And when it comes to transparency, it isn’t just schools. The rules on PCR molecular testing have changed and are now limited only to health professionals and some most vulnerable folks. If you have symptoms and you’re vaccinated, just stay home for 5 days. That is unless you need to show your boss an official positive test result.

The government has suggested people use one of those antigen rapid tests to see if they are positive, as an alternative. But, despite the federal government giving 50 million test kits to Ontario, there are none available. Ontario had been distributing these free rapid test kits in some malls and the odd liquor store – but not apparently anymore. People lined up for hours to get a kit – bearing a close resemblance to characters from the movie ‘Hunger Games’ as they scrambled over one another.

It was pretty much the same sad story when it came to getting a lifesaving booster shot. The province opened up eligibility to non-seniors only after the Omicron wave was on us. People scrambled to make a booking and the booking systems did what they had done before – disappointed or crashed. Even the National Post, a Tory friendly paper couldn’t hold back its disgust.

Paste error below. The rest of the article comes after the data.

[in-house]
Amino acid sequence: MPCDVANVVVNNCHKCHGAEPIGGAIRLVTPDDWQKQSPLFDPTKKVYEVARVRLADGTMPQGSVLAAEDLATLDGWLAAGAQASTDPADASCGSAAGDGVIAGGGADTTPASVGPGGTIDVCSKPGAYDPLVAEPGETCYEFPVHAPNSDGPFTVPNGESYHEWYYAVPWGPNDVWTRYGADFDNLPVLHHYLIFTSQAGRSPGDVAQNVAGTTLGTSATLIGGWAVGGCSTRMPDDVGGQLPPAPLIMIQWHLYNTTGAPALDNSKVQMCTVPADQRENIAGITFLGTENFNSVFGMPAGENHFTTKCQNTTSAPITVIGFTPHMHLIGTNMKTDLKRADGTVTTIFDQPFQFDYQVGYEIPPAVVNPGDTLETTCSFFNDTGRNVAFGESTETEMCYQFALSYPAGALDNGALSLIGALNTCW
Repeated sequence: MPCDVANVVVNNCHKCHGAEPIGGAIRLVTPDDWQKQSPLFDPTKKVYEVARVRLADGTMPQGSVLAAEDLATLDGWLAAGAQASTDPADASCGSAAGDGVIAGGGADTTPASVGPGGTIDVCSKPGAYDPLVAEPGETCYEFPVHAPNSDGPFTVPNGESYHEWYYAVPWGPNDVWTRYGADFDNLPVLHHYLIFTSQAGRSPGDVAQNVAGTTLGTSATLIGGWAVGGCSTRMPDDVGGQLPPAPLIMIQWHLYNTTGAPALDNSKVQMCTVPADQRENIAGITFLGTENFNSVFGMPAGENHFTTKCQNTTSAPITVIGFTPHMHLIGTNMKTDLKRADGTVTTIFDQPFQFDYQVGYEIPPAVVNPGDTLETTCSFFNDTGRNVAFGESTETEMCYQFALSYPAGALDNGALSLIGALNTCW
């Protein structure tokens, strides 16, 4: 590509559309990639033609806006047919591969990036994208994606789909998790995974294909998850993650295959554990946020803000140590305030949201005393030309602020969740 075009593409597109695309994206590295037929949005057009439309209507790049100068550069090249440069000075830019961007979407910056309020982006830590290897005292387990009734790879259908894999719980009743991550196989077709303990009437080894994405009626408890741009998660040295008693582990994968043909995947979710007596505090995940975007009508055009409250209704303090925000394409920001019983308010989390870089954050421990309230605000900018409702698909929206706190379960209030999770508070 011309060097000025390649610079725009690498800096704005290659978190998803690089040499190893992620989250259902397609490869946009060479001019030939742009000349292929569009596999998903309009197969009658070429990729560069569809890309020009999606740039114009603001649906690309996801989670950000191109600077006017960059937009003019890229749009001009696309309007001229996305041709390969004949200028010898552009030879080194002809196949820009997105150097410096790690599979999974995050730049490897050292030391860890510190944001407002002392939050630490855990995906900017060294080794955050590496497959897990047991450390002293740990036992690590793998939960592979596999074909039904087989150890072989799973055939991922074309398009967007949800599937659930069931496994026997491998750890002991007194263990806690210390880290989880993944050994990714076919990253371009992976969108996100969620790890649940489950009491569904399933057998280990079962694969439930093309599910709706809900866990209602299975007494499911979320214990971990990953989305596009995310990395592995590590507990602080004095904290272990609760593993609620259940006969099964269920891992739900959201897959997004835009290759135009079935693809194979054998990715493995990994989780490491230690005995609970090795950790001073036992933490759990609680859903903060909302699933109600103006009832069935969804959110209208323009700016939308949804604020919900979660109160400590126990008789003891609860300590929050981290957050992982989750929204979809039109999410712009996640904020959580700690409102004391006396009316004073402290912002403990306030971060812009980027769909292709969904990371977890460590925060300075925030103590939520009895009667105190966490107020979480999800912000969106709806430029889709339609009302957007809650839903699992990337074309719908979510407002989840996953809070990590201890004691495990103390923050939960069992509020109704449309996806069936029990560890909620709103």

The government may be right on reporting infection test statistics. What is the point if they are unreliable and unrepresentative? That is a sad admission – so we will be treated to hospital and ICU admissions data from now on instead. Ford’s is not the first government who has wanted to end testing and reporting COVID numbers. Alberta’s Kenny and former US president Trump also tried to trick the public into thinking things were better than they really were by stopping testing.

It’s a new year, but unfortunately it feels even worse that last year, given that we should have learned something from past. The government’s failure to act in a timely fashion is disgraceful. Some experts believe the variant will peak in the next couple weeks and then crash, as it has apparently done in South Africa. But what if it doesn’t? What is Plan B? Dog Logic?

Ray Rivers, a Gazette Contributing Editor,  writes regularly applying his more than 25 years as a federal bureaucrat to his thinking.  Rivers was once a candidate for provincial office in Burlington.  He was the founder of the Burlington citizen committee on sustainability at a time when climate warming was a hotly debated subject.   Ray has a post graduate degree in economics that he earned at the University of Ottawa.  Tweet @rayzrivers

Background links:

Ontario Restrictions –   Anger at Premier –  School Case Reporting – 

Stampede for Boosters –    Hospital Surge –    Rapid Tests

Other opinions

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It is a fractious city council unable to work together all that well - the city suffers - there are some very significant decisions to be made